99 problems: the soundtrack is one

Gaming and advertising are converging. In-game advertising has been around for years, according to Wikipedia:  “The earliest known IGA was the 1978 computer game Adventureland, which inserted a self-promotional advertisement for its next game, Pirate Adventure. The earliest known commercial IGA occurred in 1991 when a spot for Penguin biscuits appeared in James Pond – RoboCod.”

On the flip side, games are becoming as costly to make, and as profitable as Hollywood films and in many cases more so. Gamers now represent a broad market with niches for particular types of games and game platforms. Advertising therefore needs to reflect that sophistication.

One of the biggest launches of this year is the first person shooter (FPS) Battlefield 3 from Electronic Arts. The game sold more than five million copies in its first week.

Battlefield 3 TV advert
Battlefield 3 TV advert - November 2011

Prime time TV advertising is an appropriate channel for such a big selling title, primarily evening slots given it’s PEGI 16 rating . The advert currently being shown uses Jay Z’s song 99 problems as a backing track. The main refrain to this song is “99 problems but a bitch ain’t one”. Naturally this could offend some people so they have muted the word “bitch”.

Whatever your thoughts on this lyric, it begs the question: why did the marketing team use this track? It’s an odd decision. Firstly you’ve got a game centred around players killing each other and blowing occupied vehicles up. It’s considered pretty gory. So the song is unlikely to offend the game’s target demographic. Therefore the decision must have been based on the expectation that it would offend some people. So why not pick another backing track? 99 Problems has a great riff and certainly suits the advert but it’s very odd to hear what’s generally considered a mild word censored (twice, in a 30 second slot) in this context.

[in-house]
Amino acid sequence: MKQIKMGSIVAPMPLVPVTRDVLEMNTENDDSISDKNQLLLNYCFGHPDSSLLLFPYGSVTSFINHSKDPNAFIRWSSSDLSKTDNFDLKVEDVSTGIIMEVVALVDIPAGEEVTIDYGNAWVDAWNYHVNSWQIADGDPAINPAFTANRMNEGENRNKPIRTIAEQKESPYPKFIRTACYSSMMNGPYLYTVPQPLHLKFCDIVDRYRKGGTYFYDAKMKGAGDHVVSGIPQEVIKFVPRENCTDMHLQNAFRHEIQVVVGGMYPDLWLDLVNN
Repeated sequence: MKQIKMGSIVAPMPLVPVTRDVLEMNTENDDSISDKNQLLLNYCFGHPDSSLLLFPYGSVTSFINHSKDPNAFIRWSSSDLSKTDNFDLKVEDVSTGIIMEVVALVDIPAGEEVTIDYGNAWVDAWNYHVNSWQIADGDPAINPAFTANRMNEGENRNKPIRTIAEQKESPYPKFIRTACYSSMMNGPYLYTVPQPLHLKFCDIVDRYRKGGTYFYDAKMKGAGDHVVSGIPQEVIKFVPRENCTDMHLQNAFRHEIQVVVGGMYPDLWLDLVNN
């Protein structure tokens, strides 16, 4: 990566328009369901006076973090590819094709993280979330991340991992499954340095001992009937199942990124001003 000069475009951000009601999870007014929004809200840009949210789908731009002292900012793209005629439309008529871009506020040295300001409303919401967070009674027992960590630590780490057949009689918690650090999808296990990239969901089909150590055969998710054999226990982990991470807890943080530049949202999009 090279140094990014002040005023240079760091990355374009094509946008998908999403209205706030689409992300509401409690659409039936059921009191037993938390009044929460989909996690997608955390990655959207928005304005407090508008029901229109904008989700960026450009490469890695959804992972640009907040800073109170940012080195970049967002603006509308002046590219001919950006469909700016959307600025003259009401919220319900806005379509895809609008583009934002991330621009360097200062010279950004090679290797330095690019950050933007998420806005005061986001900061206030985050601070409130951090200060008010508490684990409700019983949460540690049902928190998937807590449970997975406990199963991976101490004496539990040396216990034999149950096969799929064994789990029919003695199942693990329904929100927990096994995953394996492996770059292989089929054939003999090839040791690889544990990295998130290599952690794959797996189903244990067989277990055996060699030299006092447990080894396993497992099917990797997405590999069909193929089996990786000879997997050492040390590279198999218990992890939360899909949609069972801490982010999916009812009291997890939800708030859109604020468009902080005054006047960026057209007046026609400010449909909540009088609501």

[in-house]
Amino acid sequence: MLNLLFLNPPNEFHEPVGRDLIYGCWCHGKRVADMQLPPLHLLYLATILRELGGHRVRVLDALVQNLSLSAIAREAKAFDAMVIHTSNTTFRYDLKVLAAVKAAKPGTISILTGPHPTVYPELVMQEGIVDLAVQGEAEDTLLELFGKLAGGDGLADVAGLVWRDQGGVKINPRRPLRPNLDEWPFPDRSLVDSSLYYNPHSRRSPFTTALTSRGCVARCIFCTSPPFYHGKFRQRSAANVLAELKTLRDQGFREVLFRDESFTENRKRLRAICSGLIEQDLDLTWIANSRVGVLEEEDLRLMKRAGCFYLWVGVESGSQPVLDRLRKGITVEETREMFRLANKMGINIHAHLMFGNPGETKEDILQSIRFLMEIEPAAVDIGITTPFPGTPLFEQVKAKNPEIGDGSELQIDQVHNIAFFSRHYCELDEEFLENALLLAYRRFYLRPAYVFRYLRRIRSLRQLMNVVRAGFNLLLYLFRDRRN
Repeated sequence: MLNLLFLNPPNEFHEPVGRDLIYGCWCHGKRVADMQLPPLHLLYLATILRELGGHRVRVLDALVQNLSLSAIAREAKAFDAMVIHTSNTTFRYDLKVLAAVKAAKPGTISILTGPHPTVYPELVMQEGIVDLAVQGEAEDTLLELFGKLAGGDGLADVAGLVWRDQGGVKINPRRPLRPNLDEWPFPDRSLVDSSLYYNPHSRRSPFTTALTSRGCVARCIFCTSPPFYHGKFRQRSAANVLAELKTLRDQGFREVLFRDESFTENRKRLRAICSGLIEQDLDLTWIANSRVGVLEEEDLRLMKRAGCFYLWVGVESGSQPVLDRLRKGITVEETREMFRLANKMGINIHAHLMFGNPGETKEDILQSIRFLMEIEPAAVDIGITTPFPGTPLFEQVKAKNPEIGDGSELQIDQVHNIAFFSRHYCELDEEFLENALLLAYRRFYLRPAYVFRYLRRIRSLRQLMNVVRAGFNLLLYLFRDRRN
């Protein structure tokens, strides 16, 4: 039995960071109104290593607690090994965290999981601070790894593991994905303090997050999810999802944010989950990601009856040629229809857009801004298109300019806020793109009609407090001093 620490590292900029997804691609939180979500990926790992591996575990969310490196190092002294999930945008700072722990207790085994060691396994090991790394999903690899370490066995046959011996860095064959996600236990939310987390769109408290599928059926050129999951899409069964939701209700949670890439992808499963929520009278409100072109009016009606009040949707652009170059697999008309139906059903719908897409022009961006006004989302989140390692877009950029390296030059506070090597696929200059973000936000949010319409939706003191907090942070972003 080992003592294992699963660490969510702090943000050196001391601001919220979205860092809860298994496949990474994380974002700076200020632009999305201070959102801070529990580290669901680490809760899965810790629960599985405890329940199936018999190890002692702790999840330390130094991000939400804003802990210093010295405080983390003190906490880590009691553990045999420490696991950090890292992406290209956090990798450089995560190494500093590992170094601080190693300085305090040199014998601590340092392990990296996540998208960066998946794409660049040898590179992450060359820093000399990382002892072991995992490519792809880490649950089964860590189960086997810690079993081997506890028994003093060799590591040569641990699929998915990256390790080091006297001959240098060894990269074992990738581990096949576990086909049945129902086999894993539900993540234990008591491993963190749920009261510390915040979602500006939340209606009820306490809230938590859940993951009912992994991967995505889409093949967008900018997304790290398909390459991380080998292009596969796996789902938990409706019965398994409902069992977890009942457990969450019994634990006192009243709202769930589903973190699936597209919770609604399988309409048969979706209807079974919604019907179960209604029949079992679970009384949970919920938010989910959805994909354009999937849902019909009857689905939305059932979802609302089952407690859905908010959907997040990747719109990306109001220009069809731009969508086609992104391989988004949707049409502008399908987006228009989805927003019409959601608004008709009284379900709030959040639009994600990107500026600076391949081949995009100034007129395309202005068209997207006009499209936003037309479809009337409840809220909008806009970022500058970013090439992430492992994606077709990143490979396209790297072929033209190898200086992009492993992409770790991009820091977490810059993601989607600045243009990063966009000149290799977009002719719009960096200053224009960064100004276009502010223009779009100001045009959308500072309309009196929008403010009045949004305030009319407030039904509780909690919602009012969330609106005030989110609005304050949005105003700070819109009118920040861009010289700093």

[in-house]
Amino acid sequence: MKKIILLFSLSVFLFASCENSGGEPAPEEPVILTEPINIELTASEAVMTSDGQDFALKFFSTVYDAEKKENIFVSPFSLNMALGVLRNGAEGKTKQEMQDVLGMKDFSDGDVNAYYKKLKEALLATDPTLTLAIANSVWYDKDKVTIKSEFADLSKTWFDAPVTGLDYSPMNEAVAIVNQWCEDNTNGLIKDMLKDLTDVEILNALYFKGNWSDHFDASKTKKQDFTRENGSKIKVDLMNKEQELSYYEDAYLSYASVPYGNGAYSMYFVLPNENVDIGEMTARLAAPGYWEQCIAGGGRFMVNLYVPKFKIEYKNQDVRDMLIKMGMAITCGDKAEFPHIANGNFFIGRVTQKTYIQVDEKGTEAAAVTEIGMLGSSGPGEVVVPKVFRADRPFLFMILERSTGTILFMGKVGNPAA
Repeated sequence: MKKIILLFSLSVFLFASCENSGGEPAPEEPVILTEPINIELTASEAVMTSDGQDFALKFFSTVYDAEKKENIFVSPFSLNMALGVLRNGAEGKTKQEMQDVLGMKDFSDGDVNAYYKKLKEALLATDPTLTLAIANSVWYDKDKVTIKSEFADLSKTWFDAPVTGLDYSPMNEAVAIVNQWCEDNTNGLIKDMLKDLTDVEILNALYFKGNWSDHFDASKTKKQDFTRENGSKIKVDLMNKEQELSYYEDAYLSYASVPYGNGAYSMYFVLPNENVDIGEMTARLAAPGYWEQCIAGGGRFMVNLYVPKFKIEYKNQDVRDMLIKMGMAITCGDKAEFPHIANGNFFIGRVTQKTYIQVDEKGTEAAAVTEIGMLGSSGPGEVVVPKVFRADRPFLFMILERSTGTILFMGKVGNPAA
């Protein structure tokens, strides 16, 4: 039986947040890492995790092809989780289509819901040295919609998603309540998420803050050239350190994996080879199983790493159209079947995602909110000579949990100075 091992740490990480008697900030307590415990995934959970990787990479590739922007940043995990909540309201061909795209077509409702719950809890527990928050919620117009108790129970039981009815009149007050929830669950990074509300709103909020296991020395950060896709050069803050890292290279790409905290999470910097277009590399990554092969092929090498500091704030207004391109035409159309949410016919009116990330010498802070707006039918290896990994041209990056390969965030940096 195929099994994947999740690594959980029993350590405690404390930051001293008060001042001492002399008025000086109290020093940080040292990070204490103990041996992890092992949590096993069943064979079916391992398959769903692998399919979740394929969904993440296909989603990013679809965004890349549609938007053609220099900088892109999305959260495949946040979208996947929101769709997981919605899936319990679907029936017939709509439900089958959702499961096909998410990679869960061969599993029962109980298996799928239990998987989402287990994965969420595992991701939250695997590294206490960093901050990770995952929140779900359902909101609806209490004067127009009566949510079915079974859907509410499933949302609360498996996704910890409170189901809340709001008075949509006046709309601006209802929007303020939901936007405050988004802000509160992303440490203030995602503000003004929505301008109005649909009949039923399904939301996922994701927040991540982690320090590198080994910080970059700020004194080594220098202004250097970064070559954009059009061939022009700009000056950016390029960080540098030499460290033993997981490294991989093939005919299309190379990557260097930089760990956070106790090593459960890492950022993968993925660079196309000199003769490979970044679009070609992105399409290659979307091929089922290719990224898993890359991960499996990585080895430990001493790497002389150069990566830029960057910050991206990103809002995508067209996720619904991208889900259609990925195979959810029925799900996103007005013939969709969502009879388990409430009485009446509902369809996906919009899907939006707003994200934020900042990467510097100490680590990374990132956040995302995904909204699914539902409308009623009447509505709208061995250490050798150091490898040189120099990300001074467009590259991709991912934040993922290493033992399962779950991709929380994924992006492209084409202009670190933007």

The only explanation I can think of is that the team behind it paid royalties for the song before they had the advert approved for use, and therefore had to use it. Either that or it was just a poorly thought through choice of music. Neither presents the advert’s producers in a good light.

Movie trailers are pored over by critics and film fans, the same is increasingly true of game adverts. If the game industry can’t market their products properly, who’s to say they will struggle to use in-game marketing effectively, a source of revenue they can ill afford to lose?



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